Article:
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[Exclusive] Late Defector`s Thoughts on NK Heir Apparent

[Exclusive] Late Defector`s Thoughts on NK Heir Apparent

Posted October. 11, 2010 11:26,   


The highest-ranking North Korean official to defect to South Korea, Hwang Jang-yop, told The Dong-A Ilbo nine days before his death Sunday of the challenge facing the North’s heir apparent Kim Jong Un.

In an Oct. 1 interview, Hwang said Kim will be commended if he achieves denuclearization, reform and opening of the communist country, but will face criticism if he fails.

Hwang expressed reservations about judging the North’s successor, saying, “It’s too early to make judgments about him. He recently began appearing in public so we need time before making judgments.”

“Whoever the successor is -- Kim Jong Un or others -- will make no difference unless the core problem of the North (totalitarian rule) is resolved.”

Hwang’s comment is in contrast to what he said after he fled the North in 1997. At the time, he blasted the North’s leader Kim Jong Il and the communist regime. When Hwang visited the U.S. in March, he downplayed Kim Jong Un’s ability by saying, “What good will it do to know about him?”

Considering Hwang’s change of opinion on Kim Jong Un, who has begun public activity as the heir apparent, Hwang might have had a bit of hope for change in the North.

Hwang spoke to a Dong-A reporter for 30 minutes on Oct. 1 at Hwang’s office in Seoul’s southern Gangnam district. This was Hwang’s tenth interview with Dong-A since he visited the daily’s headquarters on July 21 last year.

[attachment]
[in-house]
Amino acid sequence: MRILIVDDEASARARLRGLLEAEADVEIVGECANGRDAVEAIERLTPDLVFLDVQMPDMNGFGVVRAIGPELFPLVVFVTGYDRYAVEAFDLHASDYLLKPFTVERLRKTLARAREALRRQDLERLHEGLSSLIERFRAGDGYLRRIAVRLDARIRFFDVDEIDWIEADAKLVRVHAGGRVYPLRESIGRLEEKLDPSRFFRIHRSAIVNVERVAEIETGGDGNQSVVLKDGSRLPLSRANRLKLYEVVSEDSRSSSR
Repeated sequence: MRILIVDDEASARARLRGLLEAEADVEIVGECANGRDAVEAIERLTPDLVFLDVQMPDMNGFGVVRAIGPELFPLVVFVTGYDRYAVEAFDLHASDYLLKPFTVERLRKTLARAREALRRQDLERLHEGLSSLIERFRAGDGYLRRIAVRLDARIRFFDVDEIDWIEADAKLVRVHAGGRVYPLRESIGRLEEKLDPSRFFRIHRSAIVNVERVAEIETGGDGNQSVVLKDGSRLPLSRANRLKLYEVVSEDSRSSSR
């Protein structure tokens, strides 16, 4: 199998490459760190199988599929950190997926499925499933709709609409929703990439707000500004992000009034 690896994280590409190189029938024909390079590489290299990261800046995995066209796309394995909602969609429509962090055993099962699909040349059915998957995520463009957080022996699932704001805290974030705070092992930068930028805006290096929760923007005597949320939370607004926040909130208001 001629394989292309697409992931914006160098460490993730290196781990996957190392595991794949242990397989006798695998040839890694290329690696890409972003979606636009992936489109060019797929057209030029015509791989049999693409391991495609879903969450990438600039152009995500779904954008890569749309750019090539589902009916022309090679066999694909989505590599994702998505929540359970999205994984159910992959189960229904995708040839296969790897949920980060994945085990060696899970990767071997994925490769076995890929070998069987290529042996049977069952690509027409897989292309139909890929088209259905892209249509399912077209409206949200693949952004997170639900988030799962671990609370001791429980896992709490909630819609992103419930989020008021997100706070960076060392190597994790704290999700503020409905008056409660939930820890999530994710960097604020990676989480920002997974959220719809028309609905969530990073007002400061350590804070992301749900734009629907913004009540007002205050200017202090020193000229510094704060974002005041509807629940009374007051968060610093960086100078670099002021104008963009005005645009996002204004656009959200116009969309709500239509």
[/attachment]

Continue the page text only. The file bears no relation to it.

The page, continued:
Hwang refrained from commenting on Kim Jong Un, saying, “I will soon express my official opinion on him.”

“I’m more worried about South Korea than North Korea,” he said. “It makes no sense that just 30 percent of South Koreans believe the South Korean naval vessel Cheonan was attacked by North Korea, and that South Koreans are disputing sending rice aid to the North.”

“The South, which is wealthier than the North, is showing such an attitude because it lacks ideological power,” he added. “For democracy in North Korea and Korean reunification, all South Koreans should arm themselves with ideology.”

“I urge Korean media including The Dong-A Ilbo to help arm South Koreans with ideology.”

On Aug. 17 last year, Hwang made Dong-A the first domestic daily he visited since his defection to South Korea. He gave a lecture to some 20 reporters at an in-company forum on inter-Korean relations.

He also appeared on Dong-A News Station, a video news program on donga.com, on Aug. 19 last year and expressed his opinion on democracy in the North.